Farmers should play a leading role in research and innovation to ensure a viable EU agriculture sector for the future

Copa and Cogeca underlined the key role of research and innovation in a viable EU agriculture sector and the need for farmers and agri-cooperatives to play a key role in the process right from the start at a major Conference this week.

The Conference, organised by the EU Commission, brought together experts from across the EU to debate the new strategy for research and innovation and to outline key concerns.

Speaking at the event, Copa Vice President Maira Dzelzkaleja said “This strategy comes at the right time as innovative solutions for agriculture sector to adapt and mitigate to climate change are top of the EU agenda. A smarter and sustainable EU agriculture sector for viable and competitive rural areas are key. Research and innovation are crucial tools to achieve this. Innovation contributes to a competitive, efficient EU agriculture sector, helping farmers to cut production costs and produce more with less. And it has to be driven by farmers in order to be able to respond to their needs and they have to be involved in the research processes from an early stage. This is crucial for the future of rural areas. Farmers also generate innovative solutions themselves that often go unnoticed by public. There is a huge amount of hidden knowledge that needs to be revealed and efficiently used and more should be done here”.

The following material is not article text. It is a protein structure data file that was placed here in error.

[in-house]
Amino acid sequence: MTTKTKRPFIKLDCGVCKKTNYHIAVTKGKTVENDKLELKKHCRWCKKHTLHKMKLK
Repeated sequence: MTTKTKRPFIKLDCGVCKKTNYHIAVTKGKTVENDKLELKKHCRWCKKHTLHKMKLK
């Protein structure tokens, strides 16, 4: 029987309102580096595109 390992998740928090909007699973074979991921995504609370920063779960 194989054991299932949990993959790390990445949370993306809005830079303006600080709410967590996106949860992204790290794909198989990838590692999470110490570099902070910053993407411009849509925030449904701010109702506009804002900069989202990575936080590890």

“We believe that the Strategy covers a whole range of research topics that will be relevant up to 2018 and beyond. The challenges of ensuring food security, ending hunger and malnutrition, helping the environment and combatting climate change as well as boosting growth and jobs in rural territories are all crucial in Europe and worldwide. Precision farming, robots and drones are becoming the words of the day, to ensure a successful agriculture industry tomorrow. They are the reality right now for a limited number of farmers but we need to better understand this new technology, make it more accessible to farmers and cooperatives, share knowledge and step up research so that we can use them to meet the upcoming challenge of feeding a growing population with limited resources. We need to be in the driving seat of this debate”, she added.

“We consider the Multi-Actor approach, followed within the Horizon 2020 framework, a very promising concept. The current challenge is now how to best and most efficiently implement it and make it work. The structure of the multi-actors approach needs to be adjusted in order to further improve its functioning and delivery. Farmers are not only end-users but they are main partners for a successful implementation of the strategy” she concluded.

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